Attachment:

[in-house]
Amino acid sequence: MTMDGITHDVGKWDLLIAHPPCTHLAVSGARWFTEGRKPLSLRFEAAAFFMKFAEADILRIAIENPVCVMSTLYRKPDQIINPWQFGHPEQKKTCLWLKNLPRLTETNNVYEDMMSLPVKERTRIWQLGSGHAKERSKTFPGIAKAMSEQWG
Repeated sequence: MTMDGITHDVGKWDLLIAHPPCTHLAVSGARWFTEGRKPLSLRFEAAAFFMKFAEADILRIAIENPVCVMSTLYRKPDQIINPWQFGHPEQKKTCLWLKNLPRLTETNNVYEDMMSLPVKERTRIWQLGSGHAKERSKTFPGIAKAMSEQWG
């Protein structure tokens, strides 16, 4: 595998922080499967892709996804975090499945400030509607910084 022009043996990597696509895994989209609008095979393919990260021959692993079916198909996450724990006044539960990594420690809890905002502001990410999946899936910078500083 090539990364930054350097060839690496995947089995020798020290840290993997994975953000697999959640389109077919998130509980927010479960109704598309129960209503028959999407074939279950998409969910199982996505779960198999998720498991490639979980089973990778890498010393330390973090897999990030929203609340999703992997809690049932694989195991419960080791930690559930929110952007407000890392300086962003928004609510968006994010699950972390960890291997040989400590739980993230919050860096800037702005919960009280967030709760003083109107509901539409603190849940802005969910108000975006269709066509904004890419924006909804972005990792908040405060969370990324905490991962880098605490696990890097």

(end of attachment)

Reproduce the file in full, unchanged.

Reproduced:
[in-house]
Amino acid sequence: MTMDGITHDVGKWDLLIAHPPCTHLAVSGARWFTEGRKPLSLRFEAAAFFMKFAEADILRIAIENPVCVMSTLYRKPDQIINPWQFGHPEQKKTCLWLKNLPRLTETNNVYEDMMSLPVKERTRIWQLGSGHAKERSKTFPGIAKAMSEQWG
Repeated sequence: MTMDGITHDVGKWDLLIAHPPCTHLAVSGARWFTEGRKPLSLRFEAAAFFMKFAEADILRIAIENPVCVMSTLYRKPDQIINPWQFGHPEQKKTCLWLKNLPRLTETNNVYEDMMSLPVKERTRIWQLGSGHAKERSKTFPGIAKAMSEQWG
């Protein structure tokens, strides 16, 4: 595998922080499967892709996804975090499945400030509607910084 022009043996990597696509895994989209609008095979393919990260021959692993079916198909996450724990006044539960990594420690809890905002502001990410999946899936910078500083 090539990364930054350097060839690496995947089995020798020290840290993997994975953000697999959640389109077919998130509980927010479960109704598309129960209503028959999407074939279950998409969910199982996505779960198999998720498991490639979980089973990778890498010393330390973090897999990030929203609340999703992997809690049932694989195991419960080791930690559930929110952007407000890392300086962003928004609510968006994010699950972390960890291997040989400590739980993230919050860096800037702005919960009280967030709760003083109107509901539409603190849940802005969910108000975006269709066509904004890419924006909804972005990792908040405060969370990324905490991962880098605490696990890097």